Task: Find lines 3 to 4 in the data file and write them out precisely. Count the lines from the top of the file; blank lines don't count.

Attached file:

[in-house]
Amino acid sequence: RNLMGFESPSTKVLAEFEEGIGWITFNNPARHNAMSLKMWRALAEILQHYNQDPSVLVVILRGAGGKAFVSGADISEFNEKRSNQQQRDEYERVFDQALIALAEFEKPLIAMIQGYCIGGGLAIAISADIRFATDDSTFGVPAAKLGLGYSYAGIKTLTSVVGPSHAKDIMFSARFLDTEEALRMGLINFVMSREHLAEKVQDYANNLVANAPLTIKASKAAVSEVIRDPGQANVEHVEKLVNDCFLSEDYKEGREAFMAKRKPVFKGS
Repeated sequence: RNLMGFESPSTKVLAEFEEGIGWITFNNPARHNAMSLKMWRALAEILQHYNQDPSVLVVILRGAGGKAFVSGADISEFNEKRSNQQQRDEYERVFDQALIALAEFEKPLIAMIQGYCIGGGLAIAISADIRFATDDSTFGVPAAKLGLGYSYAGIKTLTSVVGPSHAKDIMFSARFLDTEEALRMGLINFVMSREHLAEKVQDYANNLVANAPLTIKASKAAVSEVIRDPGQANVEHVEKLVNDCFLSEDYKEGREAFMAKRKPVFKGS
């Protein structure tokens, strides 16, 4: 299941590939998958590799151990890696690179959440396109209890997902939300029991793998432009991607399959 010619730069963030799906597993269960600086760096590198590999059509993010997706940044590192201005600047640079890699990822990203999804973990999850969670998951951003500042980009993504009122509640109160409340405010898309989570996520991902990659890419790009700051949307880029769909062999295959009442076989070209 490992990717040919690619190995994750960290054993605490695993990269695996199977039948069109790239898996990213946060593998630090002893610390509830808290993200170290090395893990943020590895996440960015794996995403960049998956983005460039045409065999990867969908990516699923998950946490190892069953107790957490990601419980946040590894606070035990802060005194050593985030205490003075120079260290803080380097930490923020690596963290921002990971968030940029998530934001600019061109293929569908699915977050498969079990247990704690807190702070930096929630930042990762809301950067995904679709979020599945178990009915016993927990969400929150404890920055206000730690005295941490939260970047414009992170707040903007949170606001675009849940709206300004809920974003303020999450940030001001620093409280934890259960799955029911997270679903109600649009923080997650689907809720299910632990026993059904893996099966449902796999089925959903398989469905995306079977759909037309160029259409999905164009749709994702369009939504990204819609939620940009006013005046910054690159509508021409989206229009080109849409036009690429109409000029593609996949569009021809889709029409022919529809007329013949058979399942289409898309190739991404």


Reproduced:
Repeated sequence: RNLMGFESPSTKVLAEFEEGIGWITFNNPARHNAMSLKMWRALAEILQHYNQDPSVLVVILRGAGGKAFVSGADISEFNEKRSNQQQRDEYERVFDQALIALAEFEKPLIAMIQGYCIGGGLAIAISADIRFATDDSTFGVPAAKLGLGYSYAGIKTLTSVVGPSHAKDIMFSARFLDTEEALRMGLINFVMSREHLAEKVQDYANNLVANAPLTIKASKAAVSEVIRDPGQANVEHVEKLVNDCFLSEDYKEGREAFMAKRKPVFKGS
């Protein structure tokens, strides 16, 4: 299941590939998958590799151990890696690179959440396109209890997902939300029991793998432009991607399959 010619730069963030799906597993269960600086760096590198590999059509993010997706940044590192201005600047640079890699990822990203999804973990999850969670998951951003500042980009993504009122509640109160409340405010898309989570996520991902990659890419790009700051949307880029769909062999295959009442076989070209 490992990717040919690619190995994750960290054993605490695993990269695996199977039948069109790239898996990213946060593998630090002893610390509830808290993200170290090395893990943020590895996440960015794996995403960049998956983005460039045409065999990867969908990516699923998950946490190892069953107790957490990601419980946040590894606070035990802060005194050593985030205490003075120079260290803080380097930490923020690596963290921002990971968030940029998530934001600019061109293929569908699915977050498969079990247990704690807190702070930096929630930042990762809301950067995904679709979020599945178990009915016993927990969400929150404890920055206000730690005295941490939260970047414009992170707040903007949170606001675009849940709206300004809920974003303020999450940030001001620093409280934890259960799955029911997270679903109600649009923080997650689907809720299910632990026993059904893996099966449902796999089925959903398989469905995306079977759909037309160029259409999905164009749709994702369009939504990204819609939620940009006013005046910054690159509508021409989206229009080109849409036009690429109409000029593609996949569009021809889709029409022919529809007329013949058979399942289409898309190739991404």